People who embrace a sense of unity and oneness — the idea that everything in the world is connected and interdependent, appear to have greater life satisfaction than those who don’t, regardless of whether they belong to a religion or don’t, according to research published by the American Psychological Association.
Transcendentally or spiritually, millions around the world have reported a sense of oneness through psychedelics where many experience an increase in one’s sense of purpose and unity with a something perceived as more unifying than humanity, but few studies have followed thousands of people reporting the same experience.
Edinger-Schons conducted two surveys involving nearly 75,000 people in Germany. In the first survey, more than 7,000 participants, recruited as part of a cooperation project between the university and a company, were asked to respond to a series of statements designed to measure their belief in oneness (e.g., “I believe that everything in the world is based on a common principle” or “Everything in the world is interdependent and influenced by each other”). They were also asked to respond to items measuring other concepts associated with oneness, such as social connectedness, connectedness to nature and empathy as well as life satisfaction.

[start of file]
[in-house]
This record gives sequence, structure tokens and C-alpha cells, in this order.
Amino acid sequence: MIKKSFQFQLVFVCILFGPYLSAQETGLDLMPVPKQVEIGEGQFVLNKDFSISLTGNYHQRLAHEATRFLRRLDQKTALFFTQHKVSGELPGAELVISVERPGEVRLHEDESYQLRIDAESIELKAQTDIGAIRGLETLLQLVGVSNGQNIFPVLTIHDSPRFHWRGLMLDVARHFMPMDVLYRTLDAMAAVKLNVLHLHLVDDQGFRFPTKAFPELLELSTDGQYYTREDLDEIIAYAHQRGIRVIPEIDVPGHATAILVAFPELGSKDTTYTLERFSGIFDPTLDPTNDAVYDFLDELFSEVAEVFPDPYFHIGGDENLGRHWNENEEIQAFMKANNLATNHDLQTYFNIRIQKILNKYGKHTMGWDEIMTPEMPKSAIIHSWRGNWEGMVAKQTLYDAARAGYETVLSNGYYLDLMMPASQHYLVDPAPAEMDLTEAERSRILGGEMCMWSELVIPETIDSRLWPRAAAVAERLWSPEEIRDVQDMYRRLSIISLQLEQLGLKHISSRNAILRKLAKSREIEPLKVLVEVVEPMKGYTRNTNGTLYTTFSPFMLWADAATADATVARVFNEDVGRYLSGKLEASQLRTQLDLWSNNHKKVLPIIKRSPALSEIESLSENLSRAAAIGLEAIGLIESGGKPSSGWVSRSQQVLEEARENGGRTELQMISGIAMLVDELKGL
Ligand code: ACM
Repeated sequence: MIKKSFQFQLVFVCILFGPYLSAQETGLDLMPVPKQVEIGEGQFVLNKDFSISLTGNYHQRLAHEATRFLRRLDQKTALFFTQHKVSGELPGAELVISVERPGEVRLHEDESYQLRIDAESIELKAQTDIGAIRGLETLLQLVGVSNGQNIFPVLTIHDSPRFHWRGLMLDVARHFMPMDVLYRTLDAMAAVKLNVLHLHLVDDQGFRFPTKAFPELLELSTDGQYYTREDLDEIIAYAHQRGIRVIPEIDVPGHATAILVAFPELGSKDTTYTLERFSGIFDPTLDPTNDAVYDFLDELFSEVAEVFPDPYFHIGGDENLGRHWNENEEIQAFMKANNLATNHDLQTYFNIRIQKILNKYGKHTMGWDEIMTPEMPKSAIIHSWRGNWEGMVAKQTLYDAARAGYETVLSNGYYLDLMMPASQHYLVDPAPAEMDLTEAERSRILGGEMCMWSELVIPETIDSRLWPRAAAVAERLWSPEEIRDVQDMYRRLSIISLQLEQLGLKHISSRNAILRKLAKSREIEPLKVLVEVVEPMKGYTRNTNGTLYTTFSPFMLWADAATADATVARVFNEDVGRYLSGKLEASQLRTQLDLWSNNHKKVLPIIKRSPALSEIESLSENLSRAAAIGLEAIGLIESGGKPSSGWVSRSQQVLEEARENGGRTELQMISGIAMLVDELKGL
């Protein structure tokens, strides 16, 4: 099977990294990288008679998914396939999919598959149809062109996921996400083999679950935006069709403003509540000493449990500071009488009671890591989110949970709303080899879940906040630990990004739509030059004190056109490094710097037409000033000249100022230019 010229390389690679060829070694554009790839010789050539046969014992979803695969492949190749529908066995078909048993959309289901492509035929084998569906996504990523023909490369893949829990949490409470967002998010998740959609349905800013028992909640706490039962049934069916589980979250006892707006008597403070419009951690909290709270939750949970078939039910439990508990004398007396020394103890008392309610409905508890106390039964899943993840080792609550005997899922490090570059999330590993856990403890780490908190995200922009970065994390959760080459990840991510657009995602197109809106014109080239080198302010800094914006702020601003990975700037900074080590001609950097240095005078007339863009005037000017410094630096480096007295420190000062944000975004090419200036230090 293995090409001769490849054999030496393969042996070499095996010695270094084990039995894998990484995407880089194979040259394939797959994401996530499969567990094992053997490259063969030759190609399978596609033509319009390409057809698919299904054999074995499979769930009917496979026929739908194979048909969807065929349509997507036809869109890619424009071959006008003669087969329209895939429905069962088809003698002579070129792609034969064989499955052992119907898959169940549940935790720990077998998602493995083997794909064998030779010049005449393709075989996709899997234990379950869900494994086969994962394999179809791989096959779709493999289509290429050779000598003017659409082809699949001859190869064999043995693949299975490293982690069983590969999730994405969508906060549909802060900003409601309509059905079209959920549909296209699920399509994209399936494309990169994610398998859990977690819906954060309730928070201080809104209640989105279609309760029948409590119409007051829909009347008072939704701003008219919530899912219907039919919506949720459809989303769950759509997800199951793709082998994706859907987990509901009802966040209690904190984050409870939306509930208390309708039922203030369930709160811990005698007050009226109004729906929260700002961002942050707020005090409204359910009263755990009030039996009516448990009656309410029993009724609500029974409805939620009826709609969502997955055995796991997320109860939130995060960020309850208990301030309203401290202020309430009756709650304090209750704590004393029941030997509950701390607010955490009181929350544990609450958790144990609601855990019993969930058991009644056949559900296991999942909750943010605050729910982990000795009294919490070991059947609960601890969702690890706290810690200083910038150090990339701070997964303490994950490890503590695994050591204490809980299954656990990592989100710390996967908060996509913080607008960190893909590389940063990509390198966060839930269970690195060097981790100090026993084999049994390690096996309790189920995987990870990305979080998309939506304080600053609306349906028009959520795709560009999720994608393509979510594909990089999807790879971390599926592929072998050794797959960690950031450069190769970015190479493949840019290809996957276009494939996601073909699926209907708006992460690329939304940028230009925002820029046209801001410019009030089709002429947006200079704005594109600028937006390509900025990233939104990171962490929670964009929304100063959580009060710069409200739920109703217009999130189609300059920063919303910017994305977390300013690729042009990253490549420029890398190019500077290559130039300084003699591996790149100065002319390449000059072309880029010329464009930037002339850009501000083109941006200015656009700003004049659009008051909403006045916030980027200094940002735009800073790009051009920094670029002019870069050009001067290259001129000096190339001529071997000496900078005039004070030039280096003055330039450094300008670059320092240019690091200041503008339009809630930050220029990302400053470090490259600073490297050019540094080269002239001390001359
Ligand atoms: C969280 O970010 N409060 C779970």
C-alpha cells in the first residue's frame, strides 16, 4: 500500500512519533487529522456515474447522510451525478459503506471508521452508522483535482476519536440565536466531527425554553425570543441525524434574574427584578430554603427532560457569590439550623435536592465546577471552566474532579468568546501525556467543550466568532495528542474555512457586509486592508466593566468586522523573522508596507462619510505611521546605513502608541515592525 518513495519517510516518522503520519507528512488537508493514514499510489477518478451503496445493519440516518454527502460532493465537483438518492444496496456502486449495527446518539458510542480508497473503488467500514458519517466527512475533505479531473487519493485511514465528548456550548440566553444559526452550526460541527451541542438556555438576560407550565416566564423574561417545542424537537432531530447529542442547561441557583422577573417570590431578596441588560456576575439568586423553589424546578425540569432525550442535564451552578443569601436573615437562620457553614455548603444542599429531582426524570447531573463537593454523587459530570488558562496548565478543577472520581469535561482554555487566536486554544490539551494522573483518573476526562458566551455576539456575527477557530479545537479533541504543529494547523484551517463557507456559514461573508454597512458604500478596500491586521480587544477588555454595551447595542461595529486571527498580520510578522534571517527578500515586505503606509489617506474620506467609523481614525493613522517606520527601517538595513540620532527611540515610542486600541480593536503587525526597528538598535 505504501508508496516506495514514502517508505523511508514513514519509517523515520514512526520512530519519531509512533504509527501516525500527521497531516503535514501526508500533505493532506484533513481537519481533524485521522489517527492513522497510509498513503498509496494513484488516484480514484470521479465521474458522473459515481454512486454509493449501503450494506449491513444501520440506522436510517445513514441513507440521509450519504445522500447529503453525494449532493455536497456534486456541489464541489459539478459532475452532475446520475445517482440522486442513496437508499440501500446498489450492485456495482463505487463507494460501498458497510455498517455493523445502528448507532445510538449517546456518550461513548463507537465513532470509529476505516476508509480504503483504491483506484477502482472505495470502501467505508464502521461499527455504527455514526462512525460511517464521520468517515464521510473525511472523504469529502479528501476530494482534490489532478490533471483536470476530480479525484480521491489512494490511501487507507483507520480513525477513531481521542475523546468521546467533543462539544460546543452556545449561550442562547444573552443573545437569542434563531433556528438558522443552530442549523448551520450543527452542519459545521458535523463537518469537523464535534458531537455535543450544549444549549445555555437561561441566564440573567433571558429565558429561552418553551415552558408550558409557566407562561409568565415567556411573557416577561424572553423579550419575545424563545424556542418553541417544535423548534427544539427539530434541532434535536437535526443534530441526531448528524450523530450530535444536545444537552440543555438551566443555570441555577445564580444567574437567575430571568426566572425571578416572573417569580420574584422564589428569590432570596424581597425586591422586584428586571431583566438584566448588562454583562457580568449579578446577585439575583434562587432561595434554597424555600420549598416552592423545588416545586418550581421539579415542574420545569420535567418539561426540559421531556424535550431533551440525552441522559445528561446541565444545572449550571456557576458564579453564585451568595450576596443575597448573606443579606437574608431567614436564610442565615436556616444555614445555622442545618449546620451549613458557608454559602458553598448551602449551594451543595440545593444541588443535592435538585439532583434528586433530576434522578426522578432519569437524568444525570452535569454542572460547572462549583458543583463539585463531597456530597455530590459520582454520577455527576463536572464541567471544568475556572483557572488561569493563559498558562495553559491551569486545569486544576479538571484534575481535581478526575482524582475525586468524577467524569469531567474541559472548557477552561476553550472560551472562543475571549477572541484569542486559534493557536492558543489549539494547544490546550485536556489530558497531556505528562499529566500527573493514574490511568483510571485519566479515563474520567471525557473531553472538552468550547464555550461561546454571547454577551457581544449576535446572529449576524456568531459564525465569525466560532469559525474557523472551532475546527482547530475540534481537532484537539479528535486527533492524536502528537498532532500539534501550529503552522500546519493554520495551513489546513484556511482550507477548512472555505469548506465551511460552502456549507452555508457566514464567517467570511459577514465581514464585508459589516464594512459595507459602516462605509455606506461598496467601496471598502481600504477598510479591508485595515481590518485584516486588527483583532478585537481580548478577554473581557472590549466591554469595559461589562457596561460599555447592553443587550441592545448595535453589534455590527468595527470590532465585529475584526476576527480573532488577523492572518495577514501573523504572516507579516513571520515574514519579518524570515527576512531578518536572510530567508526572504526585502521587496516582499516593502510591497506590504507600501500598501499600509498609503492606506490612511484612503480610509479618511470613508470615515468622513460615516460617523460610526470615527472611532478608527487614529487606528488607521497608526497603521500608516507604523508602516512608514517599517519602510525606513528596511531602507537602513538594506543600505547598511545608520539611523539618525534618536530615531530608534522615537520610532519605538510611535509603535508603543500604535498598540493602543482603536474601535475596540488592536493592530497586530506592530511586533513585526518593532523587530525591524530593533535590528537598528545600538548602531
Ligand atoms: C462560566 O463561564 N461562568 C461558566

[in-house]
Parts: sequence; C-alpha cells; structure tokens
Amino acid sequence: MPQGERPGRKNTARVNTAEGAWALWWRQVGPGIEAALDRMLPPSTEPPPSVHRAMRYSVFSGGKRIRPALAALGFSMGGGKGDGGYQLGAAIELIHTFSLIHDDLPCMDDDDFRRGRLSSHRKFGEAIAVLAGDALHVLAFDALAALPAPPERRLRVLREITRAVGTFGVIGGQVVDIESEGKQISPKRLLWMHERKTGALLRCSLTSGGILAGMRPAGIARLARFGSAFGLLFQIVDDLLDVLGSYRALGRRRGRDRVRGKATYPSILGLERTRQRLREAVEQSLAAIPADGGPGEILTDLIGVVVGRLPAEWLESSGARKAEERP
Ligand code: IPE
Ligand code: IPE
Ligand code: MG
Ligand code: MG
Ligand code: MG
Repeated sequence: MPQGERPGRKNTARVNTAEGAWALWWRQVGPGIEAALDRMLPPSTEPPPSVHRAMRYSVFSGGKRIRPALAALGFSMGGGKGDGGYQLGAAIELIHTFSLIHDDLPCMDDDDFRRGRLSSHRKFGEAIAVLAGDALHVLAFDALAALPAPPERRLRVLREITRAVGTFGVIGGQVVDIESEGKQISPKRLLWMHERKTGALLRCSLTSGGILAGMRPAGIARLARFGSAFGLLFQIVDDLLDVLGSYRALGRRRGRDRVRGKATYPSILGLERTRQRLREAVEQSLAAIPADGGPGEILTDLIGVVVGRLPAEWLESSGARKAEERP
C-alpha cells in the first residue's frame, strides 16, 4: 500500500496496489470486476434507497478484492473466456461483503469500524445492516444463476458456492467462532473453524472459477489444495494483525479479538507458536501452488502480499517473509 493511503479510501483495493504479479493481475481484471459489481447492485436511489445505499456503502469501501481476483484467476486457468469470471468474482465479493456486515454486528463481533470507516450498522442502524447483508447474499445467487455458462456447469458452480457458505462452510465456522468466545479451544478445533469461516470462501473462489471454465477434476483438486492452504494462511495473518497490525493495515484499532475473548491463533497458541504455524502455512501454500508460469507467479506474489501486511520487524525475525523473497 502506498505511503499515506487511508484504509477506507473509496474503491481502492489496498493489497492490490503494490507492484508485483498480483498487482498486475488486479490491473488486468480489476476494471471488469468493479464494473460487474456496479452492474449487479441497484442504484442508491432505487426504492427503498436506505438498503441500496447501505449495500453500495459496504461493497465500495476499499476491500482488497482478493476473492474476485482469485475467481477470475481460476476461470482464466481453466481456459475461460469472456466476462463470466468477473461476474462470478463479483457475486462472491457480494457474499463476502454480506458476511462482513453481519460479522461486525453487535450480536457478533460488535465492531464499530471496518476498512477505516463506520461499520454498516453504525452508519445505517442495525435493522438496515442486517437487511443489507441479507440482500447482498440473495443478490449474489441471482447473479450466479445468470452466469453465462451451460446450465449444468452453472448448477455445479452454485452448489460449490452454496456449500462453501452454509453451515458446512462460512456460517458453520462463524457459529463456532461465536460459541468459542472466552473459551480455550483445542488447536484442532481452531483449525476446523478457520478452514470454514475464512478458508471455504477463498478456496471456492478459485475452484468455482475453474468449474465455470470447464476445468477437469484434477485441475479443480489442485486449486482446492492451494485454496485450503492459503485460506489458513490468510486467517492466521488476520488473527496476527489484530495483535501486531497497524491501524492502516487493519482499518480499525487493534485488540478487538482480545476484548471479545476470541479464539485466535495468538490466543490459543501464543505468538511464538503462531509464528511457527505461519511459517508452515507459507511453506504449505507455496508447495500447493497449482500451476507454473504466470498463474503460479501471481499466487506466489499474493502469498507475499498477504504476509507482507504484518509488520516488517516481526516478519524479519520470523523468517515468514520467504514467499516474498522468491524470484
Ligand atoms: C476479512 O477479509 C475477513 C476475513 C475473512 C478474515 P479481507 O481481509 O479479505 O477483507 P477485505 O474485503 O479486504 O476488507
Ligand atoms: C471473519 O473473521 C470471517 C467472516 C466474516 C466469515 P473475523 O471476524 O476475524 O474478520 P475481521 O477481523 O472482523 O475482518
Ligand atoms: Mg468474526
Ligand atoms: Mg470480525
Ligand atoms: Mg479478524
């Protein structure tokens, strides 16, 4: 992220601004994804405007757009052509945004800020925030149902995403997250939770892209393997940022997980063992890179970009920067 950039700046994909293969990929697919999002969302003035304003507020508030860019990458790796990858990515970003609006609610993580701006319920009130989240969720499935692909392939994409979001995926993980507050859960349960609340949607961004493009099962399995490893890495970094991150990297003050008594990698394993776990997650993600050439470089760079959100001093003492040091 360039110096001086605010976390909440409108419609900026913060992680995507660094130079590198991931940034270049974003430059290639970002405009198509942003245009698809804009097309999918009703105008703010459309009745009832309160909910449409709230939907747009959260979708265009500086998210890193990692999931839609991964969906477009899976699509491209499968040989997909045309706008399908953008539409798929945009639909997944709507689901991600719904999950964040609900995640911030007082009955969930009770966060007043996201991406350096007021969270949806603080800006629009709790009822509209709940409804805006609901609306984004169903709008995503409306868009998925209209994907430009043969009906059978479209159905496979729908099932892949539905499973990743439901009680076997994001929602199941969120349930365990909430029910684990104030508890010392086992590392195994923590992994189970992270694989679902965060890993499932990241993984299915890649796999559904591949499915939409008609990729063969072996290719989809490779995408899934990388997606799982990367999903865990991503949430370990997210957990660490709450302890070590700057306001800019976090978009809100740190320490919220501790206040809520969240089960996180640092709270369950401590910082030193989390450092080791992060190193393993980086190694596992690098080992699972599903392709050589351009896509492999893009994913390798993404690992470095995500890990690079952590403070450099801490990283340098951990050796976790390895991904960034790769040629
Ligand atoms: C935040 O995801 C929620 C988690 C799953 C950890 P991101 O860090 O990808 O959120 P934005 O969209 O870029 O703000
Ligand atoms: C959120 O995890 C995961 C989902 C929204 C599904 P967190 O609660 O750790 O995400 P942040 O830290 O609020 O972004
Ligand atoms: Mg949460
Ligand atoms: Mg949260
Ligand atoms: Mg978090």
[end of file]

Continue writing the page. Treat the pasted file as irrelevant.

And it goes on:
Edinger-Schons found a significant correlation between scores on her oneness scale and the concepts associated with oneness, suggesting that it was a valid measure of the concept. More important, she also found that people with higher oneness scores reported significantly greater life satisfaction.
To determine whether oneness scores were variable over time or a more fixed construct, the same survey was administered to the same group of people six weeks later. While a little more than 3,000 of them responded, Edinger-Schons still found that oneness beliefs had not changed significantly and therefore might be stable over time.
“Obviously, oneness beliefs are more than a situation-specific feeling or mood,” she said. “They rather seem to represent a general attitude toward life.”
Once again, she also found a significant correlation between oneness beliefs and life satisfaction. While being satisfied with life as a whole should be rewarding in itself, research does suggest that people with higher life satisfaction experience some additional benefits, such as increased academic performance in younger people and better health in old age, according to Edinger-Schons.
In a second survey, involving more than 67,000 people, Edinger-Schons looked at whether oneness beliefs could explain individuals’ life satisfaction over and above the effect of religion. Much research has been done on the association between religion and life satisfaction, but she wondered if there might not be something else at work. Specifically, her hypothesis was that oneness beliefs might explain peoples’ satisfaction with life even better than religion.